Iain


Original message added: March 19, 2011
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Comments:
Hi Iain

Have traced my mother's family - Ropper - to Burntisland. Inglis Ropper is listed on your Traders list and was my great great grandfather. He was a grocer in Harbour Place and the family lived in Back Street and Harbour Place. I have visited once with my daughter and will be back however wondered if I could purchase two old photographs listed - " Harbour Place 2" which I believe shows where his shop possibly was - and the other "The West End of the High Street". Can you also tell me where Back Street was and what happened to it.

Great site and many thanks.

Joyce

Reply from Iain Sommerville, webmaster:
Thanks, Joyce. I'll send you higher resolution copies of the two photos, plus a couple of others of the same area. Back Street is still there, now called Somerville Street - it's parallel to and south of the High Street.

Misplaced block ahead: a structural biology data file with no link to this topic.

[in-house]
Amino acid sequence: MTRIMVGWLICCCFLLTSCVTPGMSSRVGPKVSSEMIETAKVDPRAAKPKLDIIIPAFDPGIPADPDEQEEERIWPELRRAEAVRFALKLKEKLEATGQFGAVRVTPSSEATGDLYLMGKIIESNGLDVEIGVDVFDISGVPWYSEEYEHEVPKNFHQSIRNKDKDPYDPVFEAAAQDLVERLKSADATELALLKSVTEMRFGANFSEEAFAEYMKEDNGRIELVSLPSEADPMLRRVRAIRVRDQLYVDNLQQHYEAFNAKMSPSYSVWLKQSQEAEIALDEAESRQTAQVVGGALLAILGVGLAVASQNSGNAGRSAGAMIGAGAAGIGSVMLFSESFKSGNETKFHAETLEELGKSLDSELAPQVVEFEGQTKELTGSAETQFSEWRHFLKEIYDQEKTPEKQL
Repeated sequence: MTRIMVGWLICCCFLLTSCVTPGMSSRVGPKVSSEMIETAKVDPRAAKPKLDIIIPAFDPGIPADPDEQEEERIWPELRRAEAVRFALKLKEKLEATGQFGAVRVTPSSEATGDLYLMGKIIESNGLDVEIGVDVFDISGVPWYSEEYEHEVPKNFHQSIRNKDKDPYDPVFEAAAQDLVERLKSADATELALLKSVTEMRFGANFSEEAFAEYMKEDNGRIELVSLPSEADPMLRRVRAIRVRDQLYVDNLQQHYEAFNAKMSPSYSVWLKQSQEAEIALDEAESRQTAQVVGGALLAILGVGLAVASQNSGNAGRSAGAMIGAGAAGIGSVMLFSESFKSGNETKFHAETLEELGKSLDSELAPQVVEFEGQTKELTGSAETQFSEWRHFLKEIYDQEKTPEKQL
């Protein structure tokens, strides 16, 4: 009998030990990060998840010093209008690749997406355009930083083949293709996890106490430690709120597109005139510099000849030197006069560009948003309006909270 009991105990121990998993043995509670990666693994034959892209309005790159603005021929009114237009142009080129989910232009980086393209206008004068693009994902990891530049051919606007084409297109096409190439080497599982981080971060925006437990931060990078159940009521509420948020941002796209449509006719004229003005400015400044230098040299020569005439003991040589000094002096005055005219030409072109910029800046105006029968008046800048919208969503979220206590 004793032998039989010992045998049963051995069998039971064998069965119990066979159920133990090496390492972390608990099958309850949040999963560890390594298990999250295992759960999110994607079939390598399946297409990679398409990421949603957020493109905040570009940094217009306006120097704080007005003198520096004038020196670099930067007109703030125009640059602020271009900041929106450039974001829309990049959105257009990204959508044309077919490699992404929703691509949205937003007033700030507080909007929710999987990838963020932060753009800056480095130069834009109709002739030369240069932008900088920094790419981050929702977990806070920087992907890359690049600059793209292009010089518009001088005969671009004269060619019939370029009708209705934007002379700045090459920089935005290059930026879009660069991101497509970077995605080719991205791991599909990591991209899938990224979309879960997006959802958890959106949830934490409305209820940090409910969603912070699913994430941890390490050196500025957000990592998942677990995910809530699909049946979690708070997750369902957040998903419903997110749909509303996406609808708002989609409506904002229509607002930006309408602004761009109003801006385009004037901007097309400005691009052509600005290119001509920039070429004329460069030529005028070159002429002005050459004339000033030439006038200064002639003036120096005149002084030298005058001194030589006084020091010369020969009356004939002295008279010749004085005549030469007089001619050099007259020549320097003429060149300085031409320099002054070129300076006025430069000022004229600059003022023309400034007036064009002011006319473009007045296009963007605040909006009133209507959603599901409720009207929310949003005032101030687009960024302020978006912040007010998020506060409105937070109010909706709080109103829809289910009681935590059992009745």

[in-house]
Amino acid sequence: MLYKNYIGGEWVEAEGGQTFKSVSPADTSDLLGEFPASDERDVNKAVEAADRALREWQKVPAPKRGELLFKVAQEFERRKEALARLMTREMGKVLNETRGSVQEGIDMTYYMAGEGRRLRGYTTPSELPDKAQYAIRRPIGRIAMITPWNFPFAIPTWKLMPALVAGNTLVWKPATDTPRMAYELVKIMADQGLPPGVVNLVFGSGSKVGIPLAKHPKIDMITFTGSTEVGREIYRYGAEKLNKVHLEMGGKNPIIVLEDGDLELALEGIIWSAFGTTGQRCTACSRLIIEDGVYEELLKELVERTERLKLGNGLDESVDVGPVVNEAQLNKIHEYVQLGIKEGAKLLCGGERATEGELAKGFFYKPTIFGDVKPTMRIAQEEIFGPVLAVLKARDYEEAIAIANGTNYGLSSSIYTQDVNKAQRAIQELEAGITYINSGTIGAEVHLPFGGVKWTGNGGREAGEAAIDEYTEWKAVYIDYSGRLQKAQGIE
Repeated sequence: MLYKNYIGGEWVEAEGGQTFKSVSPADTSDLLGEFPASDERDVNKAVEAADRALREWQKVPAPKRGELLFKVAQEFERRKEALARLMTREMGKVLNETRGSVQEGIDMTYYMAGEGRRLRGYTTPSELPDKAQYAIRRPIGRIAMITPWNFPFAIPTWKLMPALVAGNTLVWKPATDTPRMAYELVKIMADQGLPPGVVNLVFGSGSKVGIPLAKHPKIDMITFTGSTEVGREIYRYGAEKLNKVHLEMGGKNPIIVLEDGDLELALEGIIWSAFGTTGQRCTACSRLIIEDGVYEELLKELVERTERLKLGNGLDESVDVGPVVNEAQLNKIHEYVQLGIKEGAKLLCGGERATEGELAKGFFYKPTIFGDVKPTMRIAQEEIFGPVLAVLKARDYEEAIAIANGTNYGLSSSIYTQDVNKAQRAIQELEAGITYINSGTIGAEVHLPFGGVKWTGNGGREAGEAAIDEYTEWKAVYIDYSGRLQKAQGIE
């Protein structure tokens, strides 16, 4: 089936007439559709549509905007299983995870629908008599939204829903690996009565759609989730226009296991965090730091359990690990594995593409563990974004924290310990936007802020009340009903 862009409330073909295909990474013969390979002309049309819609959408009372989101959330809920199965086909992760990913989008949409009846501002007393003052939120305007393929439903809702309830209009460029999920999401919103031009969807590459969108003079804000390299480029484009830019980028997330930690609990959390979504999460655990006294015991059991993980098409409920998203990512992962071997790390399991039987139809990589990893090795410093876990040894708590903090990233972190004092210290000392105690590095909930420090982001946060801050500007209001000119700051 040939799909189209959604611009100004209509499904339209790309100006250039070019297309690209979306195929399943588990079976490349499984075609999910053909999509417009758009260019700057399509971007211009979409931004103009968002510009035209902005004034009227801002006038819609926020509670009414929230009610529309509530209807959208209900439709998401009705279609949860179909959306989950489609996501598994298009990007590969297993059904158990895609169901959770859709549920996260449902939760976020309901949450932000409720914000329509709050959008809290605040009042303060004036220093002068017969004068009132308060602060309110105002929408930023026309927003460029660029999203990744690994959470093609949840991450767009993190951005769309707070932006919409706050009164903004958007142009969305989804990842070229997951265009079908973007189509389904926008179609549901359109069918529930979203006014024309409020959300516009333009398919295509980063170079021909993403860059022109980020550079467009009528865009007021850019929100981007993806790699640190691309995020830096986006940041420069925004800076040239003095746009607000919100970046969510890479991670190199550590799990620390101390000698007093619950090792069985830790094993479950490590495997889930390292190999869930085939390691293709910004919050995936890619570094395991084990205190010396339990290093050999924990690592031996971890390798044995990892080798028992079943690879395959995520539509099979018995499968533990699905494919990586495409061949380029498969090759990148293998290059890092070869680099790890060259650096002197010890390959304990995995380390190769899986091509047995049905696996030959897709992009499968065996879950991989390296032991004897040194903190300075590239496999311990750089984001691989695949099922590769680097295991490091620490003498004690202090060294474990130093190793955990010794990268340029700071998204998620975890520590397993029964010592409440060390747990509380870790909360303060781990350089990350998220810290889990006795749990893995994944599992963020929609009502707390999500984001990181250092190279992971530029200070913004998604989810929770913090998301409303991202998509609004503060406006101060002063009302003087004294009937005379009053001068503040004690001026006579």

Eric Johnstone's database of businesses (available in Burntisland Heritage Centre) has Inglis Roper in Harbour Place from 1861 to 1869. No street numbers then, unfortunately. It also has his dates - birth 1/10/1814, death 11/3/1869, but you probably have these already. Plus he's a grocer. That's all the information on him in the database.

Hope this helps!

Iain


Original message added: March 10, 2011
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Comments:
I read and enjoyed the piece on the Disruption as it affected Burntisland.

This momentous event in Scottish history was ignored for many years but now, with an awakening interest nationally in the History of Scotland, we are again taking note of the great events of the recent past